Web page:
Toyota Slapped With $17.35 Million Recall Fine
Toyota started recalling vehicles for floormat-related unintended acceleration problems in summer 2009. Fast forward two years — it waited until June 2012 to add the Lexus RX crossover to the list — and the automaker is now paying a hefty price for the delay.
The automaker has agreed to pay $17.35 million to the National Highway Traffic Safety Administration, settling claims related to the timeliness of the recall that affected 2010 RX 350 and 450h vehicles. Under federal law, automakers have five days to notify NHTSA after finding a safety defect.
According to a NHTSA statement, it's the maximum fine allowed by the law and "represents the single highest civil penalty amount ever paid to NHTSA for violations stemming from a recall."
The June 2012 recall affected 131,800 model-year 2010 RX 350 and 22,200 RX 450h SUVs; consumers complained that driver-side floormats crept forward and got stuck under the accelerator. So far, more than 7 million vehicles have been recalled due to pedal-entrapment issues, and this isn't Toyota's first fine related to unintended acceleration.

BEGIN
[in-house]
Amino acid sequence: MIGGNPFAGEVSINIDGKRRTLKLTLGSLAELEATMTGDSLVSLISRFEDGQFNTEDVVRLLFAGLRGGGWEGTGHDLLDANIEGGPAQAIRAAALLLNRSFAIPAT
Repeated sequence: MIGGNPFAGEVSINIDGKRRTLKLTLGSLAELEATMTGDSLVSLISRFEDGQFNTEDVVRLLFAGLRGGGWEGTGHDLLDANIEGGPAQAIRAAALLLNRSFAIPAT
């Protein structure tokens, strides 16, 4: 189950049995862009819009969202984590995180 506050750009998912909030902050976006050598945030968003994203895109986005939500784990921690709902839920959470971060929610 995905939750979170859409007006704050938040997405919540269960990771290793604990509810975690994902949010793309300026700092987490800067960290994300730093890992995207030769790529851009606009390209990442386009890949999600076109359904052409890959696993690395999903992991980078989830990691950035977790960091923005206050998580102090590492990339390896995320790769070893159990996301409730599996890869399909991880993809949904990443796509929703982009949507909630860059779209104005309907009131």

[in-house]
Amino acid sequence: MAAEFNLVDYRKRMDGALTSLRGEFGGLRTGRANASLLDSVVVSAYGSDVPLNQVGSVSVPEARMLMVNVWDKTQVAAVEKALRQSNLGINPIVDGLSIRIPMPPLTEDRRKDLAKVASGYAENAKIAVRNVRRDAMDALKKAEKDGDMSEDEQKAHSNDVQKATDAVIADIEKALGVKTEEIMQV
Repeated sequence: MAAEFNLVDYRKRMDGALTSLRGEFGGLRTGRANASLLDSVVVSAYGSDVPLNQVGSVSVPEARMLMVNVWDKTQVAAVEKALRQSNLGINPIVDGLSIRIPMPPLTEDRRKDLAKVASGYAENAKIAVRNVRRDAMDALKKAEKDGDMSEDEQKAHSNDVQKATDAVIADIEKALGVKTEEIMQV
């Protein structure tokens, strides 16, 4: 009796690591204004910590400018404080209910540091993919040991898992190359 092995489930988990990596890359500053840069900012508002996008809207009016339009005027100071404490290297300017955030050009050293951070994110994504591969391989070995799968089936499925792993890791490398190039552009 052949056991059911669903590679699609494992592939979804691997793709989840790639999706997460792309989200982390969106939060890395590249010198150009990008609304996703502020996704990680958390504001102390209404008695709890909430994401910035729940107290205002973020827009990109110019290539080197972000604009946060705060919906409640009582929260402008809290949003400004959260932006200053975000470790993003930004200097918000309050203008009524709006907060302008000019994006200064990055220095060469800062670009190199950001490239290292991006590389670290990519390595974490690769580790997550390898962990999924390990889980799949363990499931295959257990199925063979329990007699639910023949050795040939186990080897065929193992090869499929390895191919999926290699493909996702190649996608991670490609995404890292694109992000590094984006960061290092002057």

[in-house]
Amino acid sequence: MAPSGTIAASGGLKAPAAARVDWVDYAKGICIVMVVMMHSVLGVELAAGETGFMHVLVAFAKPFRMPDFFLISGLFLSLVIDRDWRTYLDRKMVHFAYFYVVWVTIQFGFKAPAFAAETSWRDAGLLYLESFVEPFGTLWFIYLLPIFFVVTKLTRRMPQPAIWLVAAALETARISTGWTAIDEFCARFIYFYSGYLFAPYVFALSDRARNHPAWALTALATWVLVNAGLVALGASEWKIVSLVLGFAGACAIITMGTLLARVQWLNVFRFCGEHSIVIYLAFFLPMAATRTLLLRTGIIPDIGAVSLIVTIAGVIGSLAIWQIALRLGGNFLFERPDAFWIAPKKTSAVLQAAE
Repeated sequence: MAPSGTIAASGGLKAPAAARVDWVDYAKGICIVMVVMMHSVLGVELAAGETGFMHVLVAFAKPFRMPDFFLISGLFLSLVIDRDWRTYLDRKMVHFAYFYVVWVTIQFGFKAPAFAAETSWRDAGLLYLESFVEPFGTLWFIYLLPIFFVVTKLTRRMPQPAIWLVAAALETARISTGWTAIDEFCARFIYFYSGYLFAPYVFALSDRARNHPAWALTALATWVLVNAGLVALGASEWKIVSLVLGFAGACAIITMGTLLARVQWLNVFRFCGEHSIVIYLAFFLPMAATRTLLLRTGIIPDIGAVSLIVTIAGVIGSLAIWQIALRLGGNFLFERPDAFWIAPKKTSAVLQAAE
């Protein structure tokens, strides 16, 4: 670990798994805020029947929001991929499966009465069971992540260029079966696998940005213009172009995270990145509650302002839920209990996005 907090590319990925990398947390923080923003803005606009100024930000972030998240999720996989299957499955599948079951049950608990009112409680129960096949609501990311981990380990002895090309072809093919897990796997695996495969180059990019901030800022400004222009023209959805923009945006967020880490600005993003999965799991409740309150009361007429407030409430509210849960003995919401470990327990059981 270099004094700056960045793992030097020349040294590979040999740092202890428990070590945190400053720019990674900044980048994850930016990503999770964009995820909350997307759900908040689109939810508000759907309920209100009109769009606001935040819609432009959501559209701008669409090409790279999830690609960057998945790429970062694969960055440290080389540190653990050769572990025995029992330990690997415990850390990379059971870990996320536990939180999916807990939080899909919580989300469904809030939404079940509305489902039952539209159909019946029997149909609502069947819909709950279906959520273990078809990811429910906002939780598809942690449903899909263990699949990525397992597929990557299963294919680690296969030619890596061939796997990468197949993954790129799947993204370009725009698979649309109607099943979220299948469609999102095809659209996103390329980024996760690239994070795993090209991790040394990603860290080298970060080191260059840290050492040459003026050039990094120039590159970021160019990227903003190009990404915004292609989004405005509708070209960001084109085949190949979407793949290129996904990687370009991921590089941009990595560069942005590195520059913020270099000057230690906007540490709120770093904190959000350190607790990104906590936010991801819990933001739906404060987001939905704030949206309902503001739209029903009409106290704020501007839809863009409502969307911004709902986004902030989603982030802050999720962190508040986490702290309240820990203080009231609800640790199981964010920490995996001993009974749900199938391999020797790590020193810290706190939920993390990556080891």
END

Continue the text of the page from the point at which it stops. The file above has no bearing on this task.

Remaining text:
In 2010, Toyota was also fined $48.8 million for failing to recall millions of vehicles in a timely manner in three separate cases. According to NHTSA, the violations stemmed from delayed pedal entrapment, sticky pedal and steering relay rod recalls.
"We agreed to this settlement in order to avoid a time-consuming dispute and to focus fully on our shared commitment with NHTSA to keep drivers safe," Ray Tanguay, chief quality officer of Toyota North America, said in a statement. The automaker also agreed to make changes to its quality assurance program and how it reviews safety-related issues.